If you spend $100M on a racing yacht, don't lose

Larry Ellison of Team Oracle USA escaped that fate by narrowly winning the America's Cup, but New Zealand's entry suffered just such an indignity.

By Bruce Kennedy Sep 27, 2013 9:55AM

Oracle CEO Larry Ellison holds up the Auld Mug on podium as the crew celebrates after Oracle Team USA won the America's Cup sailing event over Emirates Team New Zealand on Wednesday, Sept. 25, 2013, in San Francisco (© Marcio Jose Sanchez/AP)Yachting isn't exactly the Great American Pastime when it comes to sports and entertainment, but the recently concluded America's Cup in San Francisco Bay garnered more than its share of headlines and attention across the U.S. this week.

Part of the event's appeal was the spectacular, come-from-way-behind, nine-straight-wins-in-a-row victory by Oracle Team USA, financed by billionaire Larry Ellison (pictured with trophy), over its New Zealand challengers. As the Kiwis deal with their epic choke, they don't go away completely empty-handed: The New Zealand and San Francisco economies -- along with Ellison's competitive reputation -- clearly benefited.

The Oracle (ORCL) co-founder and chief executive is one of the richest people in the world and has a thing for boats. This year's America's Cup racing yachts, 72-foot-long catamarans, cost between $8 million and $10 million. Ellison has spent far more than that on his entry.

"Someone once asked me if it's worth $100 million to win the America’s Cup," Ellison said in a recent documentary. "It’s certainly not worth $100 million to lose the America's Cup."

A big problem for the yacht-racing world is these new state-of-the-art boats have made an already costly sport prohibitively expensive.

Team New Zealand managing director Grant Dalton told Bloomberg his team's America's Cup challenge cost around $100 million, funded mostly by corporate and private sponsors, although the New Zealand government contributed about a third of that cost. He added that expenses will continue to be a challenge. "You need something that's more realistic price-wise," he said.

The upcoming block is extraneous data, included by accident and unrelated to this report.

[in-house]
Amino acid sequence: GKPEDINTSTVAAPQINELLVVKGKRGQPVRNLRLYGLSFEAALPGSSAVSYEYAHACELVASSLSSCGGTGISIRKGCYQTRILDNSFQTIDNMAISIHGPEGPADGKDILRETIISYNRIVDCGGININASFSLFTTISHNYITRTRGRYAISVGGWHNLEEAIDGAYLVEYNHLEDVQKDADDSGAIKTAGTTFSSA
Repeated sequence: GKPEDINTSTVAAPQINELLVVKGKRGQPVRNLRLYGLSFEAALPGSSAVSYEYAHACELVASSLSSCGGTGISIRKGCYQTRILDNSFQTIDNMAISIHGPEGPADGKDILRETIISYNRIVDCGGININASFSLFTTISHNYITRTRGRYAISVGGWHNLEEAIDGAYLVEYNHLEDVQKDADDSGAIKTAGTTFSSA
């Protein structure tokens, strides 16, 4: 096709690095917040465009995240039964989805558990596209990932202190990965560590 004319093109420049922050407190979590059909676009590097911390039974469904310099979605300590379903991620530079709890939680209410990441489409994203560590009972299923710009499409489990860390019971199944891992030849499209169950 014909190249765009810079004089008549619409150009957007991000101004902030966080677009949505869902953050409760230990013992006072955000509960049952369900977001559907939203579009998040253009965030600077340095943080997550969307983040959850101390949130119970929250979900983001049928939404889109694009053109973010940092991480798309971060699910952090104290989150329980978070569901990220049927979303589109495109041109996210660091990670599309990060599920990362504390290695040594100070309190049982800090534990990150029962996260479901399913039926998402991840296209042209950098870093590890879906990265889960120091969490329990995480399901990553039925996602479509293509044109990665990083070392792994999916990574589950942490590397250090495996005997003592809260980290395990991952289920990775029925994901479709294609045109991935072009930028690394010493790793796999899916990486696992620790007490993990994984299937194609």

New Zealand did gain economically from competing in America's Cup, however. Its companies built not only New Zealand's America's Cup challenger but several other catamarans in the event -- bringing in around $290 million. "New Zealanders built the winning boat," Peter Busfield, executive director of the Marine Industry Association, told Bloomberg. "We’re still on top of the world, we just don't have the silverware."

Host town San Francisco may not see the $1.4 billion economic windfall it had hoped America's Cup would bring, but it certainly won't end up in the red.

According to KGO-TV, the most recent projections for the event, released in April, called for the race to generate about $900 million in economic activity for the Bay area. Analysts expect a final tally in November.

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